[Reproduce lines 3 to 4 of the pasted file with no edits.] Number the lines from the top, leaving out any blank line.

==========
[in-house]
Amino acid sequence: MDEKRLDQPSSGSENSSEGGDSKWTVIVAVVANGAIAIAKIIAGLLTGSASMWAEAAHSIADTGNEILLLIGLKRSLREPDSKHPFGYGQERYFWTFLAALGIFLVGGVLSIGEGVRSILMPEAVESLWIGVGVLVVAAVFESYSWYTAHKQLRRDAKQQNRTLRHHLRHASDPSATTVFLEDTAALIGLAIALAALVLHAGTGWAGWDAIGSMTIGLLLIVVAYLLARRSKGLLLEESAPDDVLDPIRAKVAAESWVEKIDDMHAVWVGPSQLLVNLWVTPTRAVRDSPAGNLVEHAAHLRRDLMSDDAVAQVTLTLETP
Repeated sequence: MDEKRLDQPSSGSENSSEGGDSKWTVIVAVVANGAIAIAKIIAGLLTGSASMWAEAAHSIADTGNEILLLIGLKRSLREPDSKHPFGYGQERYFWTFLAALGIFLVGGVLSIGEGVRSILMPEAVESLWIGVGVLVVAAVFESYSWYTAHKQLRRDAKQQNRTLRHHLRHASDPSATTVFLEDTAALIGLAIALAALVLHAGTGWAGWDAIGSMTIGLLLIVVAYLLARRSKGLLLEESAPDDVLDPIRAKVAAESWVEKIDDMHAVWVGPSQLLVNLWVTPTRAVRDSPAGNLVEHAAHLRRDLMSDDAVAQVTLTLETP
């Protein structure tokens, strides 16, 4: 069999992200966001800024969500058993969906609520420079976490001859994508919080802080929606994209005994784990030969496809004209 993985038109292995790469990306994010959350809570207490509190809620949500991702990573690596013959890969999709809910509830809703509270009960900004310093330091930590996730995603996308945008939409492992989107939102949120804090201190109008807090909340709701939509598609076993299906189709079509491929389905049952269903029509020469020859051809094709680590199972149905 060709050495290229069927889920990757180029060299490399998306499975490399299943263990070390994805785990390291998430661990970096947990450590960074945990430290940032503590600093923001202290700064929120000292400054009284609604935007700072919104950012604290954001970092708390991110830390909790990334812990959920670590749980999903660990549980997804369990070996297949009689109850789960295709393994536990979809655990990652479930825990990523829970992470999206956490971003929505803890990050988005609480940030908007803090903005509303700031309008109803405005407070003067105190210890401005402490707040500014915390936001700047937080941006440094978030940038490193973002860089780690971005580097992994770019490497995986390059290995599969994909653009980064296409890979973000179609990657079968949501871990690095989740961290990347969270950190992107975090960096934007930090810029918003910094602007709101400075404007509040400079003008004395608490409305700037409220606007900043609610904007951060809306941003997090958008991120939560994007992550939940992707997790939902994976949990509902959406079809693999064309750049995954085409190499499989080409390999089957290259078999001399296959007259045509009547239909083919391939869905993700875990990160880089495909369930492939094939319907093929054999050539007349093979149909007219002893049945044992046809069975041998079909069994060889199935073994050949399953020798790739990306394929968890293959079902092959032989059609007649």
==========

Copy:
Repeated sequence: MDEKRLDQPSSGSENSSEGGDSKWTVIVAVVANGAIAIAKIIAGLLTGSASMWAEAAHSIADTGNEILLLIGLKRSLREPDSKHPFGYGQERYFWTFLAALGIFLVGGVLSIGEGVRSILMPEAVESLWIGVGVLVVAAVFESYSWYTAHKQLRRDAKQQNRTLRHHLRHASDPSATTVFLEDTAALIGLAIALAALVLHAGTGWAGWDAIGSMTIGLLLIVVAYLLARRSKGLLLEESAPDDVLDPIRAKVAAESWVEKIDDMHAVWVGPSQLLVNLWVTPTRAVRDSPAGNLVEHAAHLRRDLMSDDAVAQVTLTLETP
């Protein structure tokens, strides 16, 4: 069999992200966001800024969500058993969906609520420079976490001859994508919080802080929606994209005994784990030969496809004209 993985038109292995790469990306994010959350809570207490509190809620949500991702990573690596013959890969999709809910509830809703509270009960900004310093330091930590996730995603996308945008939409492992989107939102949120804090201190109008807090909340709701939509598609076993299906189709079509491929389905049952269903029509020469020859051809094709680590199972149905 060709050495290229069927889920990757180029060299490399998306499975490399299943263990070390994805785990390291998430661990970096947990450590960074945990430290940032503590600093923001202290700064929120000292400054009284609604935007700072919104950012604290954001970092708390991110830390909790990334812990959920670590749980999903660990549980997804369990070996297949009689109850789960295709393994536990979809655990990652479930825990990523829970992470999206956490971003929505803890990050988005609480940030908007803090903005509303700031309008109803405005407070003067105190210890401005402490707040500014915390936001700047937080941006440094978030940038490193973002860089780690971005580097992994770019490497995986390059290995599969994909653009980064296409890979973000179609990657079968949501871990690095989740961290990347969270950190992107975090960096934007930090810029918003910094602007709101400075404007509040400079003008004395608490409305700037409220606007900043609610904007951060809306941003997090958008991120939560994007992550939940992707997790939902994976949990509902959406079809693999064309750049995954085409190499499989080409390999089957290259078999001399296959007259045509009547239909083919391939869905993700875990990160880089495909369930492939094939319907093929054999050539007349093979149909007219002893049945044992046809069975041998079909069994060889199935073994050949399953020798790739990306394929968890293959079902092959032989059609007649």